4 Steps to Hiring Your First Employee

By the small business content developers at  BizLaunch.com.

Hiring your first employee can feel exciting, scary, or a confusing mixture of the two, yet this is a significant and important milestone in your business’ journey. If you find yourself on the precipice of taking this significant step forward in growing your small business, you probably already know that it’s an undertaking that requires some forethought and preparation.

So what can you do to reduce friction in the process and increase your chances of finding the best person for the job? Here are four ways to make sure you attract and hire the right person the first time.

1. Write a concise job description.

It’s impossible to winnow all your job needs into a descriptive and informative document that details all the ins and outs of the job you’re hiring for that isn’t the length of a thesis. Most flourishing small businesses require employees that can take on a wide variety of responsibilities, and some of these can be difficult to describe.

While you don’t have to capture all of the minute details, you should be able to home in on the most crucial functions you’ll be looking for someone to be able to complete. Consider what duties you’re willing to provide training for and those that you’d expect a qualified candidate to already have experience with.

2. Calculate a pay range.

Now that you know what the job entails, you can look around to see what wages look like for similar positions. Rather than set an exact salary, estimate a range of pay that you can comfortably afford for your potential employee. An individual with more experience may be ready to negotiate for higher compensation while someone with less experience may be willing to work for less in exchange for training.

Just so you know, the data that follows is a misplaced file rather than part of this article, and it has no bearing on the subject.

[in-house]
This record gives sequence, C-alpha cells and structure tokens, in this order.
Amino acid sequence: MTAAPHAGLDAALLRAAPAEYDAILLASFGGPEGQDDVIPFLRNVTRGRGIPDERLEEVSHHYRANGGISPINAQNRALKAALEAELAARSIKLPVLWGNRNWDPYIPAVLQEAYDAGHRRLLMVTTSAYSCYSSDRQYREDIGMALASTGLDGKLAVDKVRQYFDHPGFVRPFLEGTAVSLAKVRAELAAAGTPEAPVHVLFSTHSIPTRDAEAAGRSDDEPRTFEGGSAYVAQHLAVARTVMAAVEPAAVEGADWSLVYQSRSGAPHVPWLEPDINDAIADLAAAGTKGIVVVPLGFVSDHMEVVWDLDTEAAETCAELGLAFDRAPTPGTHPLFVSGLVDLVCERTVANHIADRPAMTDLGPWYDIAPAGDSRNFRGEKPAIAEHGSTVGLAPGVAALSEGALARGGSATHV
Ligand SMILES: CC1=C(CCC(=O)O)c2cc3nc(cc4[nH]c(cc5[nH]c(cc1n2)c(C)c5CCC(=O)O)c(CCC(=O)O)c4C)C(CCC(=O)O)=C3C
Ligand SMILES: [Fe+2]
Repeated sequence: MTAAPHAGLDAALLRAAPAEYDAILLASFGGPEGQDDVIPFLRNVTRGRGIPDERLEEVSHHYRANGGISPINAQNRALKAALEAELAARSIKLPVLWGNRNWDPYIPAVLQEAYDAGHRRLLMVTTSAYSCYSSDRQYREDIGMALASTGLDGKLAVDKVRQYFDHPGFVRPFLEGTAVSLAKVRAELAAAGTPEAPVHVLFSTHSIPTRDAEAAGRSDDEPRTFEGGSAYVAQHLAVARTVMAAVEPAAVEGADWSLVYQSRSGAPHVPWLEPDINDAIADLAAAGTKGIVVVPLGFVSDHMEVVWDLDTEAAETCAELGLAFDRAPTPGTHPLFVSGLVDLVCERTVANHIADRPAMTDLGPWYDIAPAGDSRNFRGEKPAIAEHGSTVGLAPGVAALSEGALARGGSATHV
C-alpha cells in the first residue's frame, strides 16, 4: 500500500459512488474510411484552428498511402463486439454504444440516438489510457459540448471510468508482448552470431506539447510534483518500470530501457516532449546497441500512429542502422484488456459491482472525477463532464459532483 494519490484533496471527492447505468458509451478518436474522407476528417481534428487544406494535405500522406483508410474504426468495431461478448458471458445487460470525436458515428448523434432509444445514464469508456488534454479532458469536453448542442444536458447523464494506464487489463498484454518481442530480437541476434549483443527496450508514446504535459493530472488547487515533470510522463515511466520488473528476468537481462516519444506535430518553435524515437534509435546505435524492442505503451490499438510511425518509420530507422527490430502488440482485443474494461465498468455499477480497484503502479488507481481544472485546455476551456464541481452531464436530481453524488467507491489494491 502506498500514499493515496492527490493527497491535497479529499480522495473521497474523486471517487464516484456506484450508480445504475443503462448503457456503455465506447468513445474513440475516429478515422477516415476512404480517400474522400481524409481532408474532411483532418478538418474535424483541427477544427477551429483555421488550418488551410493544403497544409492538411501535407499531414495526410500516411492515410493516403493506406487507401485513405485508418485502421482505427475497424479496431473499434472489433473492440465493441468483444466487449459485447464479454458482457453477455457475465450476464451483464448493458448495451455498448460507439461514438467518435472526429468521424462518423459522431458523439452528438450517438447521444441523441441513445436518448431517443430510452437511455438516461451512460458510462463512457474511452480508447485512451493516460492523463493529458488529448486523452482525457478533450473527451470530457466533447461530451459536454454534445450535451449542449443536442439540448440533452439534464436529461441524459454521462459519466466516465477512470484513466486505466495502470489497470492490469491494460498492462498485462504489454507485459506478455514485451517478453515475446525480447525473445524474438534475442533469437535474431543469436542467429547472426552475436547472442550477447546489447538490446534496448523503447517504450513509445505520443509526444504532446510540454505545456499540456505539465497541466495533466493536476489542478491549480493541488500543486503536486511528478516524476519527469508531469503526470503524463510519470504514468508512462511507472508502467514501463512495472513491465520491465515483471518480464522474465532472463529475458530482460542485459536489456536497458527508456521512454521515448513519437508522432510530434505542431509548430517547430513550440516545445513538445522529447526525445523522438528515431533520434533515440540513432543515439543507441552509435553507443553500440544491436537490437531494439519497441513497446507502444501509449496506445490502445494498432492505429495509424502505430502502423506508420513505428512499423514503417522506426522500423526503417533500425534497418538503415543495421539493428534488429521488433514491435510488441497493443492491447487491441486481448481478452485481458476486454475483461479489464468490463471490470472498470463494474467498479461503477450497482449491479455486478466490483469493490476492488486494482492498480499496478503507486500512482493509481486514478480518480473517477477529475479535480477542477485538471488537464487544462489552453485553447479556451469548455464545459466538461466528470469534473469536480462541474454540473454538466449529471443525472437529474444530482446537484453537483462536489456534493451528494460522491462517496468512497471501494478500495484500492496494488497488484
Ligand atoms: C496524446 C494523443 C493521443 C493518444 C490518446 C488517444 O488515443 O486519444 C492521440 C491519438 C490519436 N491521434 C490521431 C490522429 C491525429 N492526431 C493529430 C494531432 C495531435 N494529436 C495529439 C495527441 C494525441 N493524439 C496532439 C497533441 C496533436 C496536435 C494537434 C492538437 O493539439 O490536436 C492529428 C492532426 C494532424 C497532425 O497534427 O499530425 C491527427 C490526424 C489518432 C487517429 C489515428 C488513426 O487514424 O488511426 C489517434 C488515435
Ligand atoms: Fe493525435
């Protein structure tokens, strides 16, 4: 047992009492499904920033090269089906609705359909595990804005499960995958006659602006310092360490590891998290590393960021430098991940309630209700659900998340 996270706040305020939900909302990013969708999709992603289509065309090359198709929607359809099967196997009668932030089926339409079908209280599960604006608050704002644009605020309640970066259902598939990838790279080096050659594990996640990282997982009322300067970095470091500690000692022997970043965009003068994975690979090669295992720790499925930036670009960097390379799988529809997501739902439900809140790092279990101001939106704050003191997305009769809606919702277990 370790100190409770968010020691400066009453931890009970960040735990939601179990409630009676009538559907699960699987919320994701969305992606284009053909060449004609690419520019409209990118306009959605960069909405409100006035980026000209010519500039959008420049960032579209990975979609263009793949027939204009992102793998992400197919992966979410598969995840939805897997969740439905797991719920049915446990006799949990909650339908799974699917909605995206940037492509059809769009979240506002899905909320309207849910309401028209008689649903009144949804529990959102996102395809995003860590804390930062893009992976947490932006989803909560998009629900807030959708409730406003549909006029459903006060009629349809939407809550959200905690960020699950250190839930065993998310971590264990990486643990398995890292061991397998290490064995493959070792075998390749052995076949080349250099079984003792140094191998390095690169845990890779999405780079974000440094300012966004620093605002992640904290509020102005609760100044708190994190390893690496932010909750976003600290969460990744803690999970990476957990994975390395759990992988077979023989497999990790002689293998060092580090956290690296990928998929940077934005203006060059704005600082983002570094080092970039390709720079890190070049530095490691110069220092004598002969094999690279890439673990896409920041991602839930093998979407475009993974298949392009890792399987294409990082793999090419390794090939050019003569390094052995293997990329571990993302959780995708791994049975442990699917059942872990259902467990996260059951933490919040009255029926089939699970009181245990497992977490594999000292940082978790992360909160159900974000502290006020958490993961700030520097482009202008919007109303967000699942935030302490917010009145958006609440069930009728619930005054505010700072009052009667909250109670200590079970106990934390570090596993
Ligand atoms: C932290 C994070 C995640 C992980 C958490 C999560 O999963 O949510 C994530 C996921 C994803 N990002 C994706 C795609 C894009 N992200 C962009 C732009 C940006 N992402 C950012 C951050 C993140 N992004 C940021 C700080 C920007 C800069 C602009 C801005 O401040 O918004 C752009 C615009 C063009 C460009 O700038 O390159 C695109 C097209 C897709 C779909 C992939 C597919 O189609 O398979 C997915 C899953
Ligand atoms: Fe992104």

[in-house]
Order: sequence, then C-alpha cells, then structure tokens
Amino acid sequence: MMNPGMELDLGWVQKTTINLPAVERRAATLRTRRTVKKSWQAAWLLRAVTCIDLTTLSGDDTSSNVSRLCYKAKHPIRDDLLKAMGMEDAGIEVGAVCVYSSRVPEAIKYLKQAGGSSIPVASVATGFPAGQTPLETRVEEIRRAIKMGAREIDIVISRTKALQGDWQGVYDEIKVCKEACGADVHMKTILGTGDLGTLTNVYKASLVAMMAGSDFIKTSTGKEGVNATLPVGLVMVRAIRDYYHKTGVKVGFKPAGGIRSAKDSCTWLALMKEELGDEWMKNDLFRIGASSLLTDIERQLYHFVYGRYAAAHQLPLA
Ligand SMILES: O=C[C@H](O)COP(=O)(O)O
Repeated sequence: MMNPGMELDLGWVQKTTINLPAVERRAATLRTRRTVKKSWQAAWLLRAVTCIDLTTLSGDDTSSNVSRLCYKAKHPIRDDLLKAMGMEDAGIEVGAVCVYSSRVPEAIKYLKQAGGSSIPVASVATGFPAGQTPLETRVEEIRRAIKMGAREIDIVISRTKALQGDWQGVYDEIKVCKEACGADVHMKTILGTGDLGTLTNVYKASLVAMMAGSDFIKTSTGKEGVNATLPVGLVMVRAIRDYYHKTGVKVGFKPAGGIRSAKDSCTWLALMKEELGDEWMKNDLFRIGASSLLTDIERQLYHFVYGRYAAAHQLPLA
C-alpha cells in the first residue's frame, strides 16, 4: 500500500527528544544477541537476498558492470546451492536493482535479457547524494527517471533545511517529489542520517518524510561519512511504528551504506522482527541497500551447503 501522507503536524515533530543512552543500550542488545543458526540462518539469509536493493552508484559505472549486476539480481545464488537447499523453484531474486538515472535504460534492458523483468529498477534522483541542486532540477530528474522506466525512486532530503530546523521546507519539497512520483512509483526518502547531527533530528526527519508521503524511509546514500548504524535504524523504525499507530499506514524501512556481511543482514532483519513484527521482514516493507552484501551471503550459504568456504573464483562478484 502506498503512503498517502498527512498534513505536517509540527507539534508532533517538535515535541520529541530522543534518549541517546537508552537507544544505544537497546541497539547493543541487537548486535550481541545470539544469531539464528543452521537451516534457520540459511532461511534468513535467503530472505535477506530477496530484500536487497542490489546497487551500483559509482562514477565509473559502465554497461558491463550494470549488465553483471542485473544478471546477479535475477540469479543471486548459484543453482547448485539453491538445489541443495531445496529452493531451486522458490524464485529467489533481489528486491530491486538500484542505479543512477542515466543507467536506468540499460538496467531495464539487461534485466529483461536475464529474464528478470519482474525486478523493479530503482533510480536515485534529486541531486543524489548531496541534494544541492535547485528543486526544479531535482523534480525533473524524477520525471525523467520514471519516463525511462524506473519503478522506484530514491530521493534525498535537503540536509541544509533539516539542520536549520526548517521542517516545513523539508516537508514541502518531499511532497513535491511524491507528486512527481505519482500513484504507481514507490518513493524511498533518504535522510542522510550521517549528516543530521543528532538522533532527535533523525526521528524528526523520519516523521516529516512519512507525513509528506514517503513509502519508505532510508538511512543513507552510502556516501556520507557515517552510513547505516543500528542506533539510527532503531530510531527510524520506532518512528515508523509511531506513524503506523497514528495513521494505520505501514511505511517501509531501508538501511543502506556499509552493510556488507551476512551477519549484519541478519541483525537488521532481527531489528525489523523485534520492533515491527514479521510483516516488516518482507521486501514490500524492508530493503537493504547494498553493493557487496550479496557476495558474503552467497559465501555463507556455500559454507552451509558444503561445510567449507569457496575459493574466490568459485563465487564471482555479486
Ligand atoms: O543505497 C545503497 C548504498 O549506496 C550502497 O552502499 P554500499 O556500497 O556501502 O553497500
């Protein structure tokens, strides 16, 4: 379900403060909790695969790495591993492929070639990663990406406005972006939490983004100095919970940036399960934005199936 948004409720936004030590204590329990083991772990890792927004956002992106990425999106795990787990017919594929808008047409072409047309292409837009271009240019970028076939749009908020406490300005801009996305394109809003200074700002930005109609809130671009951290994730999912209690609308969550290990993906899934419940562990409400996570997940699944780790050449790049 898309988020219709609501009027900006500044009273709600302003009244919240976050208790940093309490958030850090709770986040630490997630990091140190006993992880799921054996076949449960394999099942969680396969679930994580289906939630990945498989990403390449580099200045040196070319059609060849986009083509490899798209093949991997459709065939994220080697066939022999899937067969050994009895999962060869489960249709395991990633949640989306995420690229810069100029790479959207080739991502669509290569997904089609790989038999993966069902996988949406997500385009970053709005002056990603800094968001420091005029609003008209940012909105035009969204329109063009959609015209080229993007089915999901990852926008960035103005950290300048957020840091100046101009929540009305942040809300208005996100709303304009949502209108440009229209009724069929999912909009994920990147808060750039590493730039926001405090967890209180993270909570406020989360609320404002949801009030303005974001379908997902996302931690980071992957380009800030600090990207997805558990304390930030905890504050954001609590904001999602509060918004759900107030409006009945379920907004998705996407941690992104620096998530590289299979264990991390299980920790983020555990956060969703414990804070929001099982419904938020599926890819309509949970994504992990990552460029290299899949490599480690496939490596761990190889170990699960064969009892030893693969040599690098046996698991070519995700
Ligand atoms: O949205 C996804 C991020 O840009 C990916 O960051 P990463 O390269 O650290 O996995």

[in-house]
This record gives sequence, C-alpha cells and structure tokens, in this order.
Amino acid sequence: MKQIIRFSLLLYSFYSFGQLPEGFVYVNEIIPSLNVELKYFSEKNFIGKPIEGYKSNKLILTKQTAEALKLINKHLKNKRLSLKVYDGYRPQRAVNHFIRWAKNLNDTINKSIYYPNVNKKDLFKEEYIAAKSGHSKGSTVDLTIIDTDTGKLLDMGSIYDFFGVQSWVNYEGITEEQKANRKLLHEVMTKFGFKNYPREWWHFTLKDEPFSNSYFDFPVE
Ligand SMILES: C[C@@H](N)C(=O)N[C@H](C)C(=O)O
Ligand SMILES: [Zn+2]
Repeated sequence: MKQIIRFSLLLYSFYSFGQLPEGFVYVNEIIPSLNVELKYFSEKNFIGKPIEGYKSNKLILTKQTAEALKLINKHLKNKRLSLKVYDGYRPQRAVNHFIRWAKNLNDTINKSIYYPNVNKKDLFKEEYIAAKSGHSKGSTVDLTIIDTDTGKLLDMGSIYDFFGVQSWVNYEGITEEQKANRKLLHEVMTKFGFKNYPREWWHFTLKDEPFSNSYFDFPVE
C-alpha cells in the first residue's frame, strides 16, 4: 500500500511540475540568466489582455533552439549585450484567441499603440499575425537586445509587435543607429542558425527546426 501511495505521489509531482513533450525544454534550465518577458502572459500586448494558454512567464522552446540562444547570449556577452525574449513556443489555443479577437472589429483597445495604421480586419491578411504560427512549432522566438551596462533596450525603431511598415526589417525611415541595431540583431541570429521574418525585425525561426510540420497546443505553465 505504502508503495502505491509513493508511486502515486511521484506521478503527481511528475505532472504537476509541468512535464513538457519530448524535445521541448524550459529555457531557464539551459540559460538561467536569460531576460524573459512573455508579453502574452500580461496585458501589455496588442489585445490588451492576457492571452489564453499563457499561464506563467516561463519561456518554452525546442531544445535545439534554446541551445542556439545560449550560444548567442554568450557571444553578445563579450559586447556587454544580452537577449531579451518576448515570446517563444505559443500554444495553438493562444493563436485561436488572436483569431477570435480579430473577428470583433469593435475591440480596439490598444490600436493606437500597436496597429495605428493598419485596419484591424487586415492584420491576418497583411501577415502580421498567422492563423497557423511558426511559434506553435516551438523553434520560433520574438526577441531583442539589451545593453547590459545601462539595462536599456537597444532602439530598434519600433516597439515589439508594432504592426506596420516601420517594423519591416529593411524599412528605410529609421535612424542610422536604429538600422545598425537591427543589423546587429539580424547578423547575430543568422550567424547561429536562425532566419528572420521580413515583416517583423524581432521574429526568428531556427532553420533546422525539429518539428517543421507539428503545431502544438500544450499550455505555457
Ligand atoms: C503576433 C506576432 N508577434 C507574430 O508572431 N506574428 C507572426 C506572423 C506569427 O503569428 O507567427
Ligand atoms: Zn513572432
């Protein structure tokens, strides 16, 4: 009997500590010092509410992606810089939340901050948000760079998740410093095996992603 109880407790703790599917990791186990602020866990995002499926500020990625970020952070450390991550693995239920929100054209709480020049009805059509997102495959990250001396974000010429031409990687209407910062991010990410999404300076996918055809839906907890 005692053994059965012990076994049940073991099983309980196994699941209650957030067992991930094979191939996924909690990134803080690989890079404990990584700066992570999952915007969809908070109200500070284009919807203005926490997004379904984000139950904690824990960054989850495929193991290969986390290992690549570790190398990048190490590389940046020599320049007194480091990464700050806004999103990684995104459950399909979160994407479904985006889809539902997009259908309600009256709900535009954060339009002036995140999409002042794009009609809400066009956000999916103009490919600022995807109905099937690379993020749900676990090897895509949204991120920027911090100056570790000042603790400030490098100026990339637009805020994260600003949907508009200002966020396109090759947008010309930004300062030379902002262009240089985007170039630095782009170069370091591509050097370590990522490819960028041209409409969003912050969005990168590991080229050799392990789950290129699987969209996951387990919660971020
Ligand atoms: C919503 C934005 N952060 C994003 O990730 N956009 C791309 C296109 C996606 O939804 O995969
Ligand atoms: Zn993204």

It’s important to find an amount that provides fair compensation for the work required, so that your new employee will feel appreciated and want to stick around for a while, rather than looking for greener pastures from the start.

3. Get a registered Business Number.

Your company may not be a legal corporate entity yet, but once you plan on paying a salary or wages or provide taxable benefits, in the eyes of the Canadian government, you become an employer and must register with the Canadian Revenue Agency to set up a business number and program account. Much of the process of registering can be taken care of via the Internet. In fact, the process is quite streamlined and standardized to minimize paperwork and help employers qualify with minimal hassle.

4. Tap into your networks.

While advertising your job on websites for job seekers or even posting the information on your own website and social media channels is a means of bringing in potential job candidates, you can also reach out to those you know through your professional and business networking groups to share that you’re looking for applicants with small business experience. Personal referrals can be great if you trust the person giving the referral, but if you have any hesitation, after a thorough interview process it’s okay to move onto the next candidate.

Take your time in hiring your first employee. This individual will work for you for the foreseeable future, so you want to make sure the person you select is the ideal fit.

By Andrew Patricio

July 13, 2016